Good news everyone! Armageddon has been postponed by another 60 seconds.
This morning, the Bulletin of Atomic Scientists (BAS) moved the hands of the Doomsday Clock back to six minutes before midnight. The clock is a symbolic timepiece that measures the threat of human extinction due to man-made causes, and recent international action on global warming, combined with cooperation between Russia and the US on nuclear weapon reduction, provided the incentive for the scientists to roll it back a minute.
For most people, conserving energy means turning off lights in empty rooms. But for the researchers at Bell Labs, the massive energy savings lurk in the 1's and 0's of the code that regulates the Internet. Based on a new study from the lab, communications networks could use 99 percent less energy with only a few simple code changes. Bell Labs also estimates that those savings would prevent the emission of 300 million tons of carbon.
In a break from their usual business of overthrowing South American governments, covering up alien landings, and broadcasting coded messages through my fillings, the CIA has revived a program that teams up spies and scientists for the study of climate change. Through the program, scientists get access classified images of the polar ice caps, as well as the chance to pick the targets of off-duty spy satellites.
Today's symbolic but politically crucial move by the Environmental Protection Agency (EPA) recognizes greenhouse gases as a danger for humans and Earth alike. That would open the doors for new regulations on carbon dioxide emissions from vehicles, power plants and factories, according to the New York Times.
With the conference in Copenhagen swiftly approaching, and the Senate analog to the Waxman-Markey "American Clean Energy and Security Act" struggling towards the floor, little doubt remains that fossil fuel-burning power plants will soon face either fines for, or mandatory reduction of, carbon emissions. Luckily, a team at MIT has devised a power plant set up that generates power from fossil fuels, but does so with almost none of the carbon emissions.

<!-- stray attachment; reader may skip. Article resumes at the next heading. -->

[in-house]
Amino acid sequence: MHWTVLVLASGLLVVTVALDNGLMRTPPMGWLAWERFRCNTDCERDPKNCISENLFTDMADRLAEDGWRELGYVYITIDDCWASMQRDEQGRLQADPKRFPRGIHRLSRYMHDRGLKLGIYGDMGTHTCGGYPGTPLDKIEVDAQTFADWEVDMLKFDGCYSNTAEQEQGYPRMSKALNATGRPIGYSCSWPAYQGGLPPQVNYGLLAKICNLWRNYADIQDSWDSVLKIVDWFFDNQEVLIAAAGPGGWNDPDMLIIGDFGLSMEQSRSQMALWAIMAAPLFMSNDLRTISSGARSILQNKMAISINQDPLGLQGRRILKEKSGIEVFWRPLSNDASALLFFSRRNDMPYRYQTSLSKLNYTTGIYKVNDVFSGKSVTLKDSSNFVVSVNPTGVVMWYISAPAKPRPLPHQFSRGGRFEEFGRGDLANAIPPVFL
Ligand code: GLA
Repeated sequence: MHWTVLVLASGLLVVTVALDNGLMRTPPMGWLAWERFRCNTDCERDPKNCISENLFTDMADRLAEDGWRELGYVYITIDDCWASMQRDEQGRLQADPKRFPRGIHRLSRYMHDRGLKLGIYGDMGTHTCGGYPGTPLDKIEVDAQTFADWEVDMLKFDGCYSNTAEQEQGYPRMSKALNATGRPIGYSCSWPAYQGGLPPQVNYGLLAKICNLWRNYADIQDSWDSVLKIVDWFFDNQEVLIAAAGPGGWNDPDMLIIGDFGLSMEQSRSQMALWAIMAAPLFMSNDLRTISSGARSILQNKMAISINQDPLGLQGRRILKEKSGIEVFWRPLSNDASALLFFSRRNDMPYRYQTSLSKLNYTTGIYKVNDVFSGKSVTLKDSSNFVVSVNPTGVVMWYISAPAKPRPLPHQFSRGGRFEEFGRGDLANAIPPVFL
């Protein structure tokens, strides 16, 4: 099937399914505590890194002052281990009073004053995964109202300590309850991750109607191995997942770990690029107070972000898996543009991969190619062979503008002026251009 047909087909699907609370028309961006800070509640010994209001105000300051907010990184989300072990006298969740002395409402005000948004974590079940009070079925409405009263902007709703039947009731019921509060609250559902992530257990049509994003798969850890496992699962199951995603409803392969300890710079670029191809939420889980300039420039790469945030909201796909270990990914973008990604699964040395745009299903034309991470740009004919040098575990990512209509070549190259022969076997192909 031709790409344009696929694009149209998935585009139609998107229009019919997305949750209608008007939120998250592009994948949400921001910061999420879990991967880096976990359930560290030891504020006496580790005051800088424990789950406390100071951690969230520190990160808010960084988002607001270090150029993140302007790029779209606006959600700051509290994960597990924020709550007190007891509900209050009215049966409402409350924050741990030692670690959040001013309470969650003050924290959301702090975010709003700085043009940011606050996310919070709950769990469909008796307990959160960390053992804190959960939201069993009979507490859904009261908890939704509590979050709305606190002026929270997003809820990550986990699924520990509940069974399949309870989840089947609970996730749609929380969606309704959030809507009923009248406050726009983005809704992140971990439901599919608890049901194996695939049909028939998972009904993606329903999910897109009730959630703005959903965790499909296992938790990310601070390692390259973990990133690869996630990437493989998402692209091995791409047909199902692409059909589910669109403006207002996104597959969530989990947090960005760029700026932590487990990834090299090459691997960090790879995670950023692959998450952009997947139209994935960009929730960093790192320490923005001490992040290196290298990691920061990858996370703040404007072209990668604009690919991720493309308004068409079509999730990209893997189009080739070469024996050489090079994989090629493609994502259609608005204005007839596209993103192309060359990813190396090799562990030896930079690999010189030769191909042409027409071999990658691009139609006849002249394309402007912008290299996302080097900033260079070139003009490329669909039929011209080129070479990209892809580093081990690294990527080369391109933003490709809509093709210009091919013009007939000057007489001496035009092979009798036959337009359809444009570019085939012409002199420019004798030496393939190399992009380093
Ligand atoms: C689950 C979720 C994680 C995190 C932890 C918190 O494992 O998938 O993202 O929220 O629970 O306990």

In 1985, scientists from the British Antarctic Survey found a giant hole in the ozone layer of Earth's atmosphere over the South Pole. This discovery prompted a largely successful international effort to ban CFCs, the chemicals largely responsible for man-made thinning of the ozone layer.
It’s no secret that the world is warming, but a new report published by the World Wildlife Fund suggests we may not have as much time to mull solutions as we think. If the world doesn’t commit to green technologies by 2014, the report says, runaway global warming and economic meltdown are all but unstoppable.
Even before a single ounce of natural gas gets burned in a home or power plant, massive amounts of CO2 have already been released. The process of extracting natural gas releases carbon dioxide pent up in the same wells as the gas, thus adding to the climate-changing impact of the fuel.
To help lower the global warming impact of one of the world's largest natural gas fields, General Electric has supplied Chevron, Exxon Mobile and Shell with enough compression "trains"--the pumps and turbines that do the sequestering--to create the world's largest carbon sequestration project. The trains will pump 3.3 million tons of CO2 released from natural gas mining back into the ground every year. That's the equivalent of taking 630,000 cars off the road.
In an attempt to both strengthen the US's negotiating hand in the upcoming Copenhagen climate talks, and to prod domestic lawmakers into swifter action on lasting legislation, the White House has told the Environmental Protection Agency to move forward with new rules regulating greenhouse gas emissions.